Wed 7th – Sat 17th August 2013


Georgina Wilson

at 10:05 on 11th Aug 2013



“Go on then, take my fucking picture” said Dorian Grey in a well-known novel by Oscar Wilde. Alright I lie, it’s actually said by the character Juliette (Flick Bartlett) in the riotous, sexy, stomping, club-night that is the start of 'Facehunters'. But the plot of eternal youth encapsulated in an image is there, with the added twist that the two girls in the photograph must “stay together” to stay young. Hmmm… define “stay together”. Apparently some faithless on-stage kissing with another girl and hints of a fully-consummated relationship are fine, but, being a musical (it’s not actually a club-night, by the way, although the first half would only need the already-enthused audience to jump to their feet and join in with some Gangnam Style to cross the line) there has to be a one-hour build up to a moment of catastrophe.

This merge of edginess and cliché is where 'Facehunters' just occasionally gets lost in itself. Some of the most sexually charged and intimate scenes I’ve ever seen on stage were played out between the three “heroines” (admittedly there aren’t any heroines/heroes or even baddies in 'Facehunters' unless you include the word that triggers one of many angry songs. Something – something – U – G – S…. Slugs? Thugs? Oh. Drugs. Of course. Drugs are possibly the only thing in their “hipstahhhh” lifestyles without any redeeming features). But hipsters aren’t Mean Girls, and the moment when the girl-in-the-middle of the love triangle, Katherine (Laura Johnson) makes her old flame Juliette leave a party alone it suddenly feels less like edge-cutting comment on modern-day society and more like yet another regurgitation of the sad old stereotype that girls can be bitchy, bitchy creatures.

Occasional plot weakness aside, the acting and the sheer crowd-cutting stage presence of the two leads is undeniable. The whole cast are initially frozen on stage, apparently equal in an indistinguishable mish-mash of fishnets, ripped Tees, and heavy make-up. Almost instantly Juliette and Katherine make their deserved mark: back in mannequin mode at the end of the play we wonder how we could have missed their razor-like stares from amongst the rest.

That said, the whole company are well-rehearsed and talented singers and dancers. One of the few slow songs, “Under Spanish Skies”, creates a much-needed contrast so the other raspy, lyric-filled, semi-spoken numbers. It’s a recipe for Lloyed-Webber-esque soppy disaster – or would be if the whole audience weren’t so far in by this point that we are practically swaying in our seats, choking back the emotional sobs of a partied-out alcohol-infused hipstahhh. It’s not a vapid club-scene that you’ve paid for after all, but an unforgettable and exhilarating night out.


Emily Brearley-Bayliss

at 11:03 on 11th Aug 2013



The fact that the title has the guts to present itself in block capitals is stunningly telling of the explosion of make up, drama, sexual desire and catchy music that is ‘FACEHUNTERS’. Perhaps the most indie thing to hit the Fringe (and that’s saying something), this roller coaster ride of both comedy and drama made me want to dip-dye my hair, get a piercing my parents would loathe, dance all night and listen to music that you’ve probably never heard of.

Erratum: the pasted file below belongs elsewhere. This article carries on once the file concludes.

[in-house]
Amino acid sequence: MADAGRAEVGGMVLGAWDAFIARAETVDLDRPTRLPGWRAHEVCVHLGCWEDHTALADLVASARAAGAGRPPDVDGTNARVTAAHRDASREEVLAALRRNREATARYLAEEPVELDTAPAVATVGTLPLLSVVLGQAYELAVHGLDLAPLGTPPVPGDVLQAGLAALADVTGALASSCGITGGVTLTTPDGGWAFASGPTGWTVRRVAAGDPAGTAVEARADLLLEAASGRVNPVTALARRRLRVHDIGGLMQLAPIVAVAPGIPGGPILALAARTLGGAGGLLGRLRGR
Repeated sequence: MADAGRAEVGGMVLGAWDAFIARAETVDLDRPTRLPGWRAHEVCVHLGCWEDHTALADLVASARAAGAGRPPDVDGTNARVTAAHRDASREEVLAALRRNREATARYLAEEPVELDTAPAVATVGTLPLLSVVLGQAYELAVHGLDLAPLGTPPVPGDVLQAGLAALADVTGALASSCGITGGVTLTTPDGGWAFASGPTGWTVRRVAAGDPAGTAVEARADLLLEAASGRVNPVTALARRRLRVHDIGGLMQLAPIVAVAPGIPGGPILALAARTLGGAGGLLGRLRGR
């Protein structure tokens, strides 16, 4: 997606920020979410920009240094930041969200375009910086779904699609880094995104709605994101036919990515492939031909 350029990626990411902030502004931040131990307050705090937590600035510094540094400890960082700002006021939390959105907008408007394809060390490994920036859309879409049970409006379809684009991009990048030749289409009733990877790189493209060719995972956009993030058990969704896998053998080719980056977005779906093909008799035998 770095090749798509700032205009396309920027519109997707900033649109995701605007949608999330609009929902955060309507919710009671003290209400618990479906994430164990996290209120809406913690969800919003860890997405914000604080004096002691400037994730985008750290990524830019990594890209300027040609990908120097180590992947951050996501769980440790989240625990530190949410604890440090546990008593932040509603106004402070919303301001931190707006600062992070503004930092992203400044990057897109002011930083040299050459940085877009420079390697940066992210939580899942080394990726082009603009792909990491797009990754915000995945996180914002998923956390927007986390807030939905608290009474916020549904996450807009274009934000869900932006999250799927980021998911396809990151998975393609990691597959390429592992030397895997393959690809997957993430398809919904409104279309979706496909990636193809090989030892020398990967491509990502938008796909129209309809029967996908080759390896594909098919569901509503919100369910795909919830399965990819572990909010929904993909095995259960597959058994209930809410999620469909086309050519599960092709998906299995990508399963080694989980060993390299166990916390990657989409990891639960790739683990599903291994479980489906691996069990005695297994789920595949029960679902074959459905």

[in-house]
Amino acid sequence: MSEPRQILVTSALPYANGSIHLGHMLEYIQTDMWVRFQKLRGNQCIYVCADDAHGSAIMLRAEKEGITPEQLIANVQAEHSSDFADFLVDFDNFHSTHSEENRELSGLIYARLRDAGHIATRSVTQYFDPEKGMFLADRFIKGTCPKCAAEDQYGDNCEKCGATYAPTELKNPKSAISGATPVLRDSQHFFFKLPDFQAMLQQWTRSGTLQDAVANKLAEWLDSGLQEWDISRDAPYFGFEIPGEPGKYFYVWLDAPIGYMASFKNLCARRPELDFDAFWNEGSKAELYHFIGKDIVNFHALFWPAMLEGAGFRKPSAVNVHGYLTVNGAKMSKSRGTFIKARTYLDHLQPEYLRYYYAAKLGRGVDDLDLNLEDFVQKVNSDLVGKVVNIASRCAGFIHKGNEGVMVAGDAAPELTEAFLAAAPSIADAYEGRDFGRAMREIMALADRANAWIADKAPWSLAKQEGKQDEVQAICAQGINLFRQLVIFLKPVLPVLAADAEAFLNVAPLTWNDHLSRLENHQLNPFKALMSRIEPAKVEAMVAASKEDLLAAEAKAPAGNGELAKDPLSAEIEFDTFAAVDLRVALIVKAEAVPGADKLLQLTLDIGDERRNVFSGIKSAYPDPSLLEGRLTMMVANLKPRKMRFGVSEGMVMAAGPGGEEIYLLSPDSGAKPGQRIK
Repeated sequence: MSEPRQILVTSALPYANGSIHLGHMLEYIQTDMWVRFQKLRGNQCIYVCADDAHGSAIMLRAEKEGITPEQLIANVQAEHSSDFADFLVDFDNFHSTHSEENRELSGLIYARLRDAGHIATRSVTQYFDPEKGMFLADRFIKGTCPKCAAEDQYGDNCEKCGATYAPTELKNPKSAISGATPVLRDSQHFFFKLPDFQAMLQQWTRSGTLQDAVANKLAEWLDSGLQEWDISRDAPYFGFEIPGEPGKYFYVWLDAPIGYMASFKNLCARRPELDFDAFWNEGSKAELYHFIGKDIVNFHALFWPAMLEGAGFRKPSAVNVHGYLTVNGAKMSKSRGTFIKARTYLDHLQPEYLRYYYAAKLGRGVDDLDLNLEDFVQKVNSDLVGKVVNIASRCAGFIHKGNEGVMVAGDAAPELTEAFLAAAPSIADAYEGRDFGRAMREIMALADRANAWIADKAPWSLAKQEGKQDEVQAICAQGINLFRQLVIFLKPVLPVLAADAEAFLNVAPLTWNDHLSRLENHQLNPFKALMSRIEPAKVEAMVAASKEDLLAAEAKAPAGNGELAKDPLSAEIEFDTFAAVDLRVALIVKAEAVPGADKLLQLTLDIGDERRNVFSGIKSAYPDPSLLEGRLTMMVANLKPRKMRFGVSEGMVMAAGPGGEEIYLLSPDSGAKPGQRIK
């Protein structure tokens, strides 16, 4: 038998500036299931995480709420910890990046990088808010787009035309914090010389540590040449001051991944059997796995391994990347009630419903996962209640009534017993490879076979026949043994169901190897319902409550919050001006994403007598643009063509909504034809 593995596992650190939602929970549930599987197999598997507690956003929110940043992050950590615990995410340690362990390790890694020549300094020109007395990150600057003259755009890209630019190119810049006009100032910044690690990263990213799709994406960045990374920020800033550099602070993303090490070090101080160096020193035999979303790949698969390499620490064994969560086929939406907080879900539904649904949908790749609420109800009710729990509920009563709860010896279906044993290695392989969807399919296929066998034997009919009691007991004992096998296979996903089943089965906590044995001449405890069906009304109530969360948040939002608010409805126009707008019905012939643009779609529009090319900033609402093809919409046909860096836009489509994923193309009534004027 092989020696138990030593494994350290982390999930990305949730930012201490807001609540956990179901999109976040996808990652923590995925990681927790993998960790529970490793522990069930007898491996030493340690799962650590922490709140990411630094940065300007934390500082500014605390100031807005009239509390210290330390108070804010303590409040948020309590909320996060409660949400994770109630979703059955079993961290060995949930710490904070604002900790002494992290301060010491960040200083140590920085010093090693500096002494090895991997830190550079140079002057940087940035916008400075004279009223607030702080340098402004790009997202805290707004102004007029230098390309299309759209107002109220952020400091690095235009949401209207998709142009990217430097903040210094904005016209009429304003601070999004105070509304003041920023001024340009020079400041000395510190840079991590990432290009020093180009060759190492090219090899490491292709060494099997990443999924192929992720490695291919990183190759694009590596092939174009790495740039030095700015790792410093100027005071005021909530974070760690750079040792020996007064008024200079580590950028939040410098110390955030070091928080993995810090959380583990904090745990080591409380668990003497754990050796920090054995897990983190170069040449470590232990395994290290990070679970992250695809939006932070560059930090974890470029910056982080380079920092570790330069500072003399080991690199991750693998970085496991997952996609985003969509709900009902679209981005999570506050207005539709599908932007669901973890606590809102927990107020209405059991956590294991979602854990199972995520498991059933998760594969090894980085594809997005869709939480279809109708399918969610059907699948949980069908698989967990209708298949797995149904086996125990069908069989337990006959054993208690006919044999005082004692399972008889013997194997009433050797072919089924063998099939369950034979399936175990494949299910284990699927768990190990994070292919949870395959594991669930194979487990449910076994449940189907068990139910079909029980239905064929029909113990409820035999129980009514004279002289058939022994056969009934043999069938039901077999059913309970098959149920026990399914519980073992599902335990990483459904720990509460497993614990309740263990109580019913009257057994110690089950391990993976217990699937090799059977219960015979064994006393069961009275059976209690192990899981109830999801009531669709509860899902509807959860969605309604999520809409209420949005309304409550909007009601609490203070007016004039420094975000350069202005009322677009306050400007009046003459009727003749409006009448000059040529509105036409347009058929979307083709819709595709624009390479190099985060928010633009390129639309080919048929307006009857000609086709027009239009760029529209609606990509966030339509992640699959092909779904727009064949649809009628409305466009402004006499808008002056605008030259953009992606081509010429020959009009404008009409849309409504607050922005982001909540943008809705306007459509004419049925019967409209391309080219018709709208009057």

The in-your-face songs, devised by Graham Mercer, were catchy, punchy and swear-y, the kind of songs that make buying musical soundtracks seem like a cool thing to do. I’m sure eager-to-please character Dicko would rave about how “trendy and grimy and edgy” they are, and were performed by all cast members with flawless vocals and exciting choreography. Comedy and satire (which are, of course, very in right now) were used hilariously to mock today’s ‘hipster’ culture and the East London ‘scene’, which worships the idea of eternal youth, constant partying and being cool beyond reason. A certain irony could be found in the fact that the cast, each one of them young, cool and stunningly beautiful, embodies the exact culture they portray so disparagingly.

However, underneath the illusion of everyone having the time of their lives, deeper and much more serious themes were uncovered. The tragic death of Sweetie (Charlotte Mary Ward) revealed the much more sinister side of today’s rave culture, the constant longing for real happiness among a sea of superficiality. Drug dependency, heart-break and friendships being pushed to their limits meant that, where before I had to restrain myself from leaping up to join in with the dancing, I was deeply moved. The love triangle between Katherine (Laura Johnson), Juliette (Flick Bartlett) and Lily (Luci Fish) was a seething mess of sexual tension, tenderness, anguish and anger, which was played brilliantly by all three performers and was entirely convincing.

The filthy lyrics, and topical references made this a play obviously aimed at the younger generation. If you don’t know the significance of the “gap yah” and the fact that “ain’t nobody got time for that” (Youtube it), you may not be among the intended audience, but the energy and commitment shown by both the cast and the live band throughout made it a spectacle that anyone can enjoy. All in all, the dip-dye, Dr Martins and metallic leggings, this crazy cacophony of ‘Skins’ meets ‘We Will Rock You’, was an incredible success, and I think it is safe to say that everybody had a roaringly good time.


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